Class Logistics and Micro Review
Class Logistics and Micro Review IR 292
Popular in Fundamental International Economics
Popular in INTERNATIONAL RELATIONS
This 5 page Class Notes was uploaded by Maritt Nowak on Tuesday January 19, 2016. The Class Notes belongs to IR 292 at Boston University taught by James Baldwin in Spring 2016. Since its upload, it has received 93 views. For similar materials see Fundamental International Economics in INTERNATIONAL RELATIONS at Boston University.
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Date Created: 01/19/16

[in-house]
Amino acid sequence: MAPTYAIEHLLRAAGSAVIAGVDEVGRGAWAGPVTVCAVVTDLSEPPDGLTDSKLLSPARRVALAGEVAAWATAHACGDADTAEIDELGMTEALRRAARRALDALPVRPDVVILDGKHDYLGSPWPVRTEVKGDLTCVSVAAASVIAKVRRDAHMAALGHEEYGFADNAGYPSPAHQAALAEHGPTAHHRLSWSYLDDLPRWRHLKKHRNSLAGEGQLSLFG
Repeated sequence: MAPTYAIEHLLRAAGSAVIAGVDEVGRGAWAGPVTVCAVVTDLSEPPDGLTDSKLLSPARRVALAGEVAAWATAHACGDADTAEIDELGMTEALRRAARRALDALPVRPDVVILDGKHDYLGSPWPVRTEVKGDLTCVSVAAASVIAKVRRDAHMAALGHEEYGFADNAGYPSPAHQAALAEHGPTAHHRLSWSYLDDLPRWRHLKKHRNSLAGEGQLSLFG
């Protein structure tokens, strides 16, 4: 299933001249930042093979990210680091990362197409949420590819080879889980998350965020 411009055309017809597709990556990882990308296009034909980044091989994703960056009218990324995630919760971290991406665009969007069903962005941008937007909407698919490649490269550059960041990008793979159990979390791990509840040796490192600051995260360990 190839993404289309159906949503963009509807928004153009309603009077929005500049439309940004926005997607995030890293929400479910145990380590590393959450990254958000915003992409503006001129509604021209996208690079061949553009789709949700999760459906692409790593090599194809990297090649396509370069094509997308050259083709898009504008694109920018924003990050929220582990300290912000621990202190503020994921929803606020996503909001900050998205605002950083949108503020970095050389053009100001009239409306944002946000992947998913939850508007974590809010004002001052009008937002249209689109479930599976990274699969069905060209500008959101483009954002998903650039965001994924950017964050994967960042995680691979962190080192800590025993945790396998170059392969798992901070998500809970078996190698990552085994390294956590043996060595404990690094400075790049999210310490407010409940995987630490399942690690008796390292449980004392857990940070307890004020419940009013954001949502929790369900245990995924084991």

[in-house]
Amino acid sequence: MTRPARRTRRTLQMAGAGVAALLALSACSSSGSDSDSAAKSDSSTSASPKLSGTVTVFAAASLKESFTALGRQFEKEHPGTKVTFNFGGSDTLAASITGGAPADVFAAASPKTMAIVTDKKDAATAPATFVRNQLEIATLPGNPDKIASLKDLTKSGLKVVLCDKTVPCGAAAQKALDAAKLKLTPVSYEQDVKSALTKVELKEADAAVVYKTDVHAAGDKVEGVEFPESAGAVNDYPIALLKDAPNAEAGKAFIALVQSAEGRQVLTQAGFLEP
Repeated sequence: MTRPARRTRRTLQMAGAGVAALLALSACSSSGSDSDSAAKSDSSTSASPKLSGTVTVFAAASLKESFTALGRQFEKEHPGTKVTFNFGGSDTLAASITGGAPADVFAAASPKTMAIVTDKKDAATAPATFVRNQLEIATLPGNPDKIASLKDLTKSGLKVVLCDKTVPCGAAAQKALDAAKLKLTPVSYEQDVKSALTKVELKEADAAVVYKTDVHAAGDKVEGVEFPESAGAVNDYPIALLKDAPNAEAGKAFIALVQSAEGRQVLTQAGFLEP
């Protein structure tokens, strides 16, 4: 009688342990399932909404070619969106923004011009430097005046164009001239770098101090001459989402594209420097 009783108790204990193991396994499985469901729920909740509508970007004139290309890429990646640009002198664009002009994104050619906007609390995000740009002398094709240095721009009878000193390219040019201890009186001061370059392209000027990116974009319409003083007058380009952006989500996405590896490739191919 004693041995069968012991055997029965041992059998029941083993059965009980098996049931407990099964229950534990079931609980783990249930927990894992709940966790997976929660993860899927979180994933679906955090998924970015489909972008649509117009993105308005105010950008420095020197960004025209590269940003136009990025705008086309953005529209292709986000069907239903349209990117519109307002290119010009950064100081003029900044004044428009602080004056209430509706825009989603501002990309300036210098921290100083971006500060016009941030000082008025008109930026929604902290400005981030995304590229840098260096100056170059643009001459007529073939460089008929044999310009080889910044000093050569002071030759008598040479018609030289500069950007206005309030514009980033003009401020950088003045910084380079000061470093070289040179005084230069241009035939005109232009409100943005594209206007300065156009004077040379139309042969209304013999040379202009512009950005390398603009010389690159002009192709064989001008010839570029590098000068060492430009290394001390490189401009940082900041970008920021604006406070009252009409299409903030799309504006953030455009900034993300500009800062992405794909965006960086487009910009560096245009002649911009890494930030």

Tuesday, January 19, 2016 IR 292: Fundamental International Economics Intro to Course and Micro Review Logistics Text: International Economics Subscription to The Economist Prereqs: EC101 and EC102 *if you don’t have those, leave Grading: 20% discussion 10% assignments 10% participation 20% exam 1 (March 3, trade theory) 20% exam 2 (April 5, finance and macroeconomics) 25% final (check the registrar, quasicumulative, MOSTLY case studies, will not be super long) 15% homework Exams: multiple choice and short answer Part 1: Trade Theory Part 2: Finance and Macroeconomics Part 3: Case Studies You CANNOT miss the final for travel plans, so once the registrar schedules it, plan accordingly Homework: due Friday morning, submit electronically via Blackboard (pass/fail) listed on syllabus due typed at the start of discussion Discussion: attendance is mandatory review homework, lectures and The Economist if you really can’t be there (sick, etc.) Attendance: miss no more than 4 classes (sign in sheet, signing someone else’s name is plagiarism) Digital Device Policy: don’t distract your classmates! no laptops in discussion first 6 rows reserved for paper notes if you get caught using your laptop inappropriately, you will lose points *note to buyers: I will take my notes on paper and then retype them to ensure top quality :) Discussion: starts NEXT WEEK (week 2) 1. homework review 2. talk about the lecture, questions 3. assignments from The Economist The Economist: 1. apply lecture concepts to real world events 2. “movers and shakers” read this (check out the letters to the editor), influential How to Pass: 1 come to lecture 4. come to discussion 5. do your homework 6. do the readings 7. speak during discussion 8. pay attention in lectures 9. take notes (or buy mine :) 10. make sure your TF knows your name 11. don’t assume it will be easy Micro Review economics: the study of the efficient allocation of scarce resources The firm: provider of goods and services for households objective: make a profit, as much as they can profit: earnings/costs competencies: specialized knowledge, skills, equipment (ability to do something) every firm has a set of competencies that make it good at doing a particular thing better than anything else constraints faced by firms (and everyone else): TIME AND MONEY (ultimate constraints) resource availability competition supply and demand households and the government consumer preference capital and labor Production function: https://i.ytimg.com/vi/cBCFKiaMKkw/maxresdefault.jpg You need enough labor to use the capital and enough capital for people to use The household: produce labor and buy stuff Utility: economist for “happiness” the Dalai Lama: “the meaning of life is to be happy” the harder question is how to do it Bear Grylls: “all my earthly belongings inside the sheep, I entered the water.” (that kind of life SUCKS) constraints on happiness: TIME AND MONEY (and information) the lottery is a tax on stupidity (should have bought a candy bar, would have made you happier) rational behavior: making the utility maximizing decision (assumption made when doing analysis) normative: how things SHOULD be imperfect information: not knowing exactly how to maximize utility What do you need to know to make the right choice for you? what are the benefits? what are the costs? (money and TIME) opportunity cost: what did you give up doing/gaining to do what you’re actually doing every decision in life involves giving up something else behavioral economics: your outlook on life determines your happiness more than your decisions (good news!) Goods and services: what firms sell/provide for households Externalities: positive or negative impacts of a decision to those who weren’t involved in a transaction negative: pollution, smoking positive: education (the American Experiment you don’t want voters to be stupid) (also improves human capital required for industrialization) (decline in violent crime) circular flow model: http://images.flatworldknowledge.com/cooperecon/cooperecon fig18_014.jpg households to firms: labor, capital firms to households: goods, services mediated by institutions/government impacted by environment (resources) factor in global trade *if you are not following this now is the time to dust off that micro text and refresh your memory! Professor Baldwin on the classroom: “sacred space,” you can share opinions and speak freely without facing major negative consequences Time is the ultimate resource Shakespeare: “What unites both kings and paupers is that they both shall die”
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